Director: Nic Mathieu
Writer: George Nolfi, Ian Fried, Nic Mathieu
Producer: Jillian Share
Stars: James Badge Dale, Emily Mortimer, Max Martini, Cory Hardrict, Bruce Greenwood, Clayne Crawford, Gonzalo Menendez, Ursula Parker, Louis Ozawa Changchien
An engineer must help military Special Forces fight against an assault from spectral entities in a European warzone.
Someone at Activision who works on “Call of Duty,” or possibly at Ubisoft on the Tom Clancy franchise, likely saw “Spectral” and thought, “that could have been our next concept.” Take the sleek-suited future soldiers of “Crysis,” drop them into the tactical strategy of “Ghost Recon Advanced Warfighter,” pit a pinch of “Gears of War” machismo against a seemingly supernatural enemy, and you’re nearly all the way there with a video game shooter in film form.
Whatever the original application was for Dr. Mark Clyne’s hyperspectral UV goggles, U.S. Special Forces inadvertently uncovered another use. Soldiers have started dying in an Eastern European warzone with their skin burned and their inside organs frozen. Video recovered from helmet cameras identifies the invisible attackers as ghost-like shrouds that somehow, only Dr. Clyne’s special tech can see.
Local civilians whisper legends of supernatural spirits born from the horrors of war. CIA liaison Fran Madison laughably thinks insurgents have developed cloaking camouflage. General Orland isn’t sure what to believe. That’s why he summons Dr. Clyne across the world to Moldova to investigate the anomalies firsthand.
The wily scientist teams up with a group of grunts on a rescue mission into urban rubble where a beefed-up build of Clyne’s camera confirms everyone’s fears. These “spectrals” appear human even though they can walk through walls and singlehandedly explode tanks. Worse, without knowing what they even are, Clyne doesn’t have the first idea how to stop them.
“Spectral” likely had other ambitions once upon a time, evidenced by act one introductions dropping seeds that never see sunlight. I can’t imagine Emily Mortimer signed on for second billing to only be useful in an early scene of exposition and forced inclusion in the finale. Doe-eyed exchanges with James Badge Dale hint at a more intimate relationship for the duo that doesn’t develop. (Five gets you ten at least one script draft linked them differently.) It’s refreshing that “Spectral” avoids that traveled road, though it doesn’t replace a potentially unused romantic role with anything more relevant. Literally anyone else could be the “it’s not ghosts, it’s cloaking technology” counterpoint.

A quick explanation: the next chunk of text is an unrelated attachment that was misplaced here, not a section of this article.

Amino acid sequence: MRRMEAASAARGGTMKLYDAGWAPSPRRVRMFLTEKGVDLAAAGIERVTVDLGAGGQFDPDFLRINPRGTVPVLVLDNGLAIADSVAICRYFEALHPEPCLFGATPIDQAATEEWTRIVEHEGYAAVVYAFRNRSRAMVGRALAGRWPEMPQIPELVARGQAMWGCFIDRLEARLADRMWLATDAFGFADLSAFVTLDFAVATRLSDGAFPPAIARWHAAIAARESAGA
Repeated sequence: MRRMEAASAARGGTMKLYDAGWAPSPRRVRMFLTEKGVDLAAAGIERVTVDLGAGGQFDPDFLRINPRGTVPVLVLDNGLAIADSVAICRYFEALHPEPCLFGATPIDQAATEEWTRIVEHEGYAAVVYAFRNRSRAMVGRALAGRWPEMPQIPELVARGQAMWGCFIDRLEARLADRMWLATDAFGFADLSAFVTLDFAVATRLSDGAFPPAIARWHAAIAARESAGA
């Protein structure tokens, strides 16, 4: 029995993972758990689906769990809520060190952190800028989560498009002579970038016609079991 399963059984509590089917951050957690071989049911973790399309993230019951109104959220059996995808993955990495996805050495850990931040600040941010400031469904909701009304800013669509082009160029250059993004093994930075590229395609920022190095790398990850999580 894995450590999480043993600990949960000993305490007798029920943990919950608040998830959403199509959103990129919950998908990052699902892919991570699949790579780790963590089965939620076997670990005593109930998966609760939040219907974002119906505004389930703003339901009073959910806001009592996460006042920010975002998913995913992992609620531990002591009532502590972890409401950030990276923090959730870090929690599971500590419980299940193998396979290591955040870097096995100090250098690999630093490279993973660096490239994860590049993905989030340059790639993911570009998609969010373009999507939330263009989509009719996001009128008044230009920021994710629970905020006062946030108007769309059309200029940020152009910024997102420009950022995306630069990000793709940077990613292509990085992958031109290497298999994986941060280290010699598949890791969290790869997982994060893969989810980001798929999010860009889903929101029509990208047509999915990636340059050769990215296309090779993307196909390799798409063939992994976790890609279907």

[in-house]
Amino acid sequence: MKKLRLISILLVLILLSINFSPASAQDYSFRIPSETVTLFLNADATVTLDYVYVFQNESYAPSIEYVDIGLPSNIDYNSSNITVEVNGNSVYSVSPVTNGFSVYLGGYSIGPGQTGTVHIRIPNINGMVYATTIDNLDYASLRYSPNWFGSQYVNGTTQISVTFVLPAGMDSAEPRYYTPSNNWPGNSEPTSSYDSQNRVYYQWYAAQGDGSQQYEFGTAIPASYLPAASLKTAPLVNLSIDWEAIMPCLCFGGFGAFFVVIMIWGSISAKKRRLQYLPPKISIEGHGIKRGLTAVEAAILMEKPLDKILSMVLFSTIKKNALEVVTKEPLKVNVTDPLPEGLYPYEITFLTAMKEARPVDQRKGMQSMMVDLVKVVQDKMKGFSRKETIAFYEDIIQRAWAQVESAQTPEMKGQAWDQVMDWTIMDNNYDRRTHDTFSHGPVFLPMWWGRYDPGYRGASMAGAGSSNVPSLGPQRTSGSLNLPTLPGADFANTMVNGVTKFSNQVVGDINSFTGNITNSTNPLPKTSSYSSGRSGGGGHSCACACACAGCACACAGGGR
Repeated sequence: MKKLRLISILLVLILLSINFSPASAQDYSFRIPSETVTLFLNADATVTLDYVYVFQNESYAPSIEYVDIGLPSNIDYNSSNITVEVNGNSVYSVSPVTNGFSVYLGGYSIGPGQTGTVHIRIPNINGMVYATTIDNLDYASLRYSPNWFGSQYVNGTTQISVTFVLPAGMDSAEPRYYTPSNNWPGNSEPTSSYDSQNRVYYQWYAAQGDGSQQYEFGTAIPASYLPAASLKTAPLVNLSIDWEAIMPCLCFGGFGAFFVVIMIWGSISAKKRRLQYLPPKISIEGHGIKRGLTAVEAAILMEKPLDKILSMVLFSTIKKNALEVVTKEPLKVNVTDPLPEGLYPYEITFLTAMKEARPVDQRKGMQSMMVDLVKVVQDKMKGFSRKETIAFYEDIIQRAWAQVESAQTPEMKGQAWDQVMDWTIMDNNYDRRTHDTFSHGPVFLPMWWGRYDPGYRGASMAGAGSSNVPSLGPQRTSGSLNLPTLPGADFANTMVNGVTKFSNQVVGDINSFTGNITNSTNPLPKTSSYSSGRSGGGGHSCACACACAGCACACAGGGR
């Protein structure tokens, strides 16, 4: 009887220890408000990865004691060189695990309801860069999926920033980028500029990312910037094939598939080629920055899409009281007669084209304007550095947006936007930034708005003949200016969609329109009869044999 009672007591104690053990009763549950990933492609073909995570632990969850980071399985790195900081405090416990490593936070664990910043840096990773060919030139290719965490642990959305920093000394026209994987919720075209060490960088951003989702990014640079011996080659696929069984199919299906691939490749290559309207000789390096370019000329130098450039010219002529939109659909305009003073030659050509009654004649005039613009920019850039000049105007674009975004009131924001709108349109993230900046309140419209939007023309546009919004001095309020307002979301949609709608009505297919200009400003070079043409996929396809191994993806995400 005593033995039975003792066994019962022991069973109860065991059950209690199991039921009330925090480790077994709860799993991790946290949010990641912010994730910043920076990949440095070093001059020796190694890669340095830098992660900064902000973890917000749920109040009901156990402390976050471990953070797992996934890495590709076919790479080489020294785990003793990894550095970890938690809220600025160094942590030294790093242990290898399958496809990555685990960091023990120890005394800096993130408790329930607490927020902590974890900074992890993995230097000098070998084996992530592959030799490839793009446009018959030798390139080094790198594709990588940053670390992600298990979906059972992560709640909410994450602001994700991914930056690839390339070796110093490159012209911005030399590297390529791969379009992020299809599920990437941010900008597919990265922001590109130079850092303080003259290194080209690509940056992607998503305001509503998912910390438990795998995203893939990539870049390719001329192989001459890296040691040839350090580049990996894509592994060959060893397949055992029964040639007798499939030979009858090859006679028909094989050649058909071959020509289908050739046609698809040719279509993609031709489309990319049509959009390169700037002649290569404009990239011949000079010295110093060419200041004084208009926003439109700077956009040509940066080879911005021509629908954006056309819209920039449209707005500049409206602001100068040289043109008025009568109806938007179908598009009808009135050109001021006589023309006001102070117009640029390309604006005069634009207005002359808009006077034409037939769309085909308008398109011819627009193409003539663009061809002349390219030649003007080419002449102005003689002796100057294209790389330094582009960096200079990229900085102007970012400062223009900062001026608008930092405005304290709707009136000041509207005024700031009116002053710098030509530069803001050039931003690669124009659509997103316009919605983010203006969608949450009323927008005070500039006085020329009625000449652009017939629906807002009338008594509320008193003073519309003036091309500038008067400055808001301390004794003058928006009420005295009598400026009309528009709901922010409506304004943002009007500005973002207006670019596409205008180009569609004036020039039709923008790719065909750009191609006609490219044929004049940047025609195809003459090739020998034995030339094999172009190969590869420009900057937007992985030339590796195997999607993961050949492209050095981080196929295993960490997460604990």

At first, the jarheads are stereotypically unwelcoming of the technobabble interloper replacing their .50 caliber cannon with a science-shooting camera. Once more “Spectral” lays a predictable trail only to thankfully pick it up. Dr. Clyne gets in good with the guys asap and the expected burly boys looking down on an embedded civilian angle disappears PDQ.
Also disappearing is any deep development for this crew. The story wouldn’t suffer from fewer squad members. None of their names need to be remembered, as one soldier is as replaceable as the next. Familiar faces in the secondary cast nevertheless do their best to bite into dithering dialogue and put some sliver of personality into their interchangeability.
Subplot buds don’t sprout because their earth is salted by going gangbusters on stunts and explosions greeting gunfire and ghost attacks. 105 minutes is probably 15 too many, though “Spectral” is gung ho regarding its detour into action cinema convention. Ideas of anti-war themes are no match for montages of armoring up and building weapons to a soundtrack suitable for workout music. On the flip side, sign on the line for a blood and bullets near-future military shooter with a sci-fi twist and “Spectral” will whisk you right to the frontlines.
“Spectral” is at home on Netflix. Lower the look using considerably less money, swap star James Badge Dale with Dean Cain, and you’re looking at a SyFy MOW. Bulk up the budget by $50,000,000, remove Dale for Damon or Cruise, and “Spectral” could go straight to the multiplex.
Apparently, theatrical distribution was initially the plan. Producers rightly realized that by splitting the difference between potential A-lister vehicle and DTV filler, “Spectral” makes most sense as an online original. It isn’t blockbuster enough to warrant a night out of the house. But as an immediately available streaming option for an evening’s entertainment, it’s an enjoyable way to justify not getting up from the couch.
Review Score: 65